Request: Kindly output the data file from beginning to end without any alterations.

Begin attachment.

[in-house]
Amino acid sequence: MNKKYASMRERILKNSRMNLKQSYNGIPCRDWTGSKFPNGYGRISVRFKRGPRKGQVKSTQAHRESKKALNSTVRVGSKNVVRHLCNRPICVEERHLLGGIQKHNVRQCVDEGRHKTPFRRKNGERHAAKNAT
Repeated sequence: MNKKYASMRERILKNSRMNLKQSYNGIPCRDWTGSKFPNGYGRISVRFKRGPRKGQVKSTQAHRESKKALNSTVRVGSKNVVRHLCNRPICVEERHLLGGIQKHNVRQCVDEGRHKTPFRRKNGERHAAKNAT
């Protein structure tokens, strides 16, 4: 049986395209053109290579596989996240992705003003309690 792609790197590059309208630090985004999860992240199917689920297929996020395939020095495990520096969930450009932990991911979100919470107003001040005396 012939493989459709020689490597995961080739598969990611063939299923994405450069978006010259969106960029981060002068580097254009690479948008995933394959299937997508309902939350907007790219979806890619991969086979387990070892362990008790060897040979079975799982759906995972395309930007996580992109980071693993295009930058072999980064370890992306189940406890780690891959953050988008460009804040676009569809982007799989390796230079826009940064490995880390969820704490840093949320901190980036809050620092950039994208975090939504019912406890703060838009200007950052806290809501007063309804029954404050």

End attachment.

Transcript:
[in-house]
Amino acid sequence: MNKKYASMRERILKNSRMNLKQSYNGIPCRDWTGSKFPNGYGRISVRFKRGPRKGQVKSTQAHRESKKALNSTVRVGSKNVVRHLCNRPICVEERHLLGGIQKHNVRQCVDEGRHKTPFRRKNGERHAAKNAT
Repeated sequence: MNKKYASMRERILKNSRMNLKQSYNGIPCRDWTGSKFPNGYGRISVRFKRGPRKGQVKSTQAHRESKKALNSTVRVGSKNVVRHLCNRPICVEERHLLGGIQKHNVRQCVDEGRHKTPFRRKNGERHAAKNAT
């Protein structure tokens, strides 16, 4: 049986395209053109290579596989996240992705003003309690 792609790197590059309208630090985004999860992240199917689920297929996020395939020095495990520096969930450009932990991911979100919470107003001040005396 012939493989459709020689490597995961080739598969990611063939299923994405450069978006010259969106960029981060002068580097254009690479948008995933394959299937997508309902939350907007790219979806890619991969086979387990070892362990008790060897040979079975799982759906995972395309930007996580992109980071693993295009930058072999980064370890992306189940406890780690891959953050988008460009804040676009569809982007799989390796230079826009940064490995880390969820704490840093949320901190980036809050620092950039994208975090939504019912406890703060838009200007950052806290809501007063309804029954404050």